On June 27, 2016, Guyana and Exxon entered into a new deal, the Stabroek Block Production Sharing Agreement, concerning the Stabroek oil block. The deal is arguably to Guyana’s extreme disadvantage because it precluded Guyana from receiving $55 billion dollars in profit. This estimate, by OpenOil, is based on similar contracts within the industry. Guyana is only receiving 52% of revenue compared to 73% that other similarly situated countries are receiving in oil deals.
Exxon claims that the deal was based on Guyana’s status as a new frontier rather than a mature area with a lower risk, and the border dispute with Venezuela. Their stance has been criticized since Exxon announced a massive find only 3 days after signing. If the evidence was revealed sooner, Guyana would have had a stronger bargaining and negotiating position.
As for the specifics of the Stabroek deal, Exxon is paying $1 million per year to lease the oil block, and $600,000 per year to promote employment, environmental, and social development in Guyana. Exxon also paid an $18 million signing bonus.
Exxon’s Country Manager, Alistair Routledge, stated: “Guyana is one of the better opportunities for us in the ExxonMobil portfolio (but) it is not the only one. And indeed, if we don’t get the agreement as we are looking for on Payara (the company’s third Field Development Plan), the investment money will go elsewhere in ExxonMobil’s portfolio.” Such comments were likely made to intimidate Guyana and prevent it from renegotiating the Stabroek PSA.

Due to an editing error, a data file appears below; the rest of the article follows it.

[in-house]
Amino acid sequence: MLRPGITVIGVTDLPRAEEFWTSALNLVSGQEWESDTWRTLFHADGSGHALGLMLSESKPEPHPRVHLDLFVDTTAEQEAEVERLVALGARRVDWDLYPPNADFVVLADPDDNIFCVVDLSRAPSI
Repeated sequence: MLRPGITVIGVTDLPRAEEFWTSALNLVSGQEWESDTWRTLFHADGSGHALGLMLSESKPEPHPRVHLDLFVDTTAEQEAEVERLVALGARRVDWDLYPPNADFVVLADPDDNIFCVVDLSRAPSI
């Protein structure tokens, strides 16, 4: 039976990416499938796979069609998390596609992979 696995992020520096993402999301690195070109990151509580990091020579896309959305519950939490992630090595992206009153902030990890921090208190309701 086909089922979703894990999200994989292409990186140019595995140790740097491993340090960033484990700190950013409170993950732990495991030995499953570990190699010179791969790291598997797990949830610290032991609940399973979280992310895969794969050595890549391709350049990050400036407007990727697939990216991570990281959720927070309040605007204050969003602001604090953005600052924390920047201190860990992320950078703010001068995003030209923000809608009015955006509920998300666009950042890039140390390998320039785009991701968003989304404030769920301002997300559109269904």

Nevertheless, oil is not Guyana’s only emerging resource as it is exploring water hydropower and solar power projects.
The PPP previously championed the Amalia Falls as part of its hydro-energy mix. The project ceased when the APNU-AFC won the election in 2015. Now that the PPP is back in office, Vice President Jagdeo has clarified that the Amalia Falls hydro project and other waterfall projects will be reviewed for feasibility. If successful, the Amalia Falls project would result in the first and only indigenous community (Kato) to be powered by 100% renewable energy.
An energy panel also recently opined that solar/wind power would be the most cost effective resource.
Altogether, Guyana is encouraged to renegotiate the Stabroek PSA with Exxon in order to receive fair terms that were precluded at the time of signing. Guyana should not succumb to pressure from the oil magnate as it could receive terms in accord with industry standards or explore its renewable energy projects instead.
Melissa D. Goolsarran Ramnauth, Esq. is a trial-winning business and trademark attorney. She primarily helps new and small businesses with trademarks, formation, and name clearance searches. She writes articles on the importance of trademarks, trademark law updates, and also West Indian history (with an emphasis on India, Trinidad, Guyana, and the United States).
MDGR Law, P.A.